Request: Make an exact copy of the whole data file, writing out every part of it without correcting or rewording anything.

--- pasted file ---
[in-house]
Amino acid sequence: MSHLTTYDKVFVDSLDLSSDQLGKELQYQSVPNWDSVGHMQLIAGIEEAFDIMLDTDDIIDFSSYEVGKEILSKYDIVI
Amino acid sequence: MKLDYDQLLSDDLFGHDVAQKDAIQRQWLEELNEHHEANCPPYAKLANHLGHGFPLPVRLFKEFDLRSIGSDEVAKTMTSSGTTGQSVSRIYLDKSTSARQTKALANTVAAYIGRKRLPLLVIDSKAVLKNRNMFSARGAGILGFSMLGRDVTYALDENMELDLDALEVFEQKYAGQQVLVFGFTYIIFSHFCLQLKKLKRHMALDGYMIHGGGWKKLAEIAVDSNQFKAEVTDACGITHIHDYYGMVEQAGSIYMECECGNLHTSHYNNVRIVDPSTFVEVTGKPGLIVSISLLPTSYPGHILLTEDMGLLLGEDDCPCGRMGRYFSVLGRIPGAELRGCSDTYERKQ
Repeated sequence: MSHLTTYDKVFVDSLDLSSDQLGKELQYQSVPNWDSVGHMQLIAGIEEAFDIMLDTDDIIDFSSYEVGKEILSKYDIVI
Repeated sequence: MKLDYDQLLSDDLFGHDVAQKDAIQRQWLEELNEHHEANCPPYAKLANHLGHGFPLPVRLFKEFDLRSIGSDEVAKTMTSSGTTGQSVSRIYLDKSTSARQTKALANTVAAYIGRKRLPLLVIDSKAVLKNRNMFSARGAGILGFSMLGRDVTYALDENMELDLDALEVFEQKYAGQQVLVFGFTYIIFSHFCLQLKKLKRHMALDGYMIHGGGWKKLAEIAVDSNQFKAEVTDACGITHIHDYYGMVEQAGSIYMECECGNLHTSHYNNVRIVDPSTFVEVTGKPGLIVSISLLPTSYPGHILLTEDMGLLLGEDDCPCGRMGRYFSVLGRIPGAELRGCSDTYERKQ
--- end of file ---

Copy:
[in-house]
Amino acid sequence: MSHLTTYDKVFVDSLDLSSDQLGKELQYQSVPNWDSVGHMQLIAGIEEAFDIMLDTDDIIDFSSYEVGKEILSKYDIVI
Amino acid sequence: MKLDYDQLLSDDLFGHDVAQKDAIQRQWLEELNEHHEANCPPYAKLANHLGHGFPLPVRLFKEFDLRSIGSDEVAKTMTSSGTTGQSVSRIYLDKSTSARQTKALANTVAAYIGRKRLPLLVIDSKAVLKNRNMFSARGAGILGFSMLGRDVTYALDENMELDLDALEVFEQKYAGQQVLVFGFTYIIFSHFCLQLKKLKRHMALDGYMIHGGGWKKLAEIAVDSNQFKAEVTDACGITHIHDYYGMVEQAGSIYMECECGNLHTSHYNNVRIVDPSTFVEVTGKPGLIVSISLLPTSYPGHILLTEDMGLLLGEDDCPCGRMGRYFSVLGRIPGAELRGCSDTYERKQ
Repeated sequence: MSHLTTYDKVFVDSLDLSSDQLGKELQYQSVPNWDSVGHMQLIAGIEEAFDIMLDTDDIIDFSSYEVGKEILSKYDIVI
Repeated sequence: MKLDYDQLLSDDLFGHDVAQKDAIQRQWLEELNEHHEANCPPYAKLANHLGHGFPLPVRLFKEFDLRSIGSDEVAKTMTSSGTTGQSVSRIYLDKSTSARQTKALANTVAAYIGRKRLPLLVIDSKAVLKNRNMFSARGAGILGFSMLGRDVTYALDENMELDLDALEVFEQKYAGQQVLVFGFTYIIFSHFCLQLKKLKRHMALDGYMIHGGGWKKLAEIAVDSNQFKAEVTDACGITHIHDYYGMVEQAGSIYMECECGNLHTSHYNNVRIVDPSTFVEVTGKPGLIVSISLLPTSYPGHILLTEDMGLLLGEDDCPCGRMGRYFSVLGRIPGAELRGCSDTYERKQ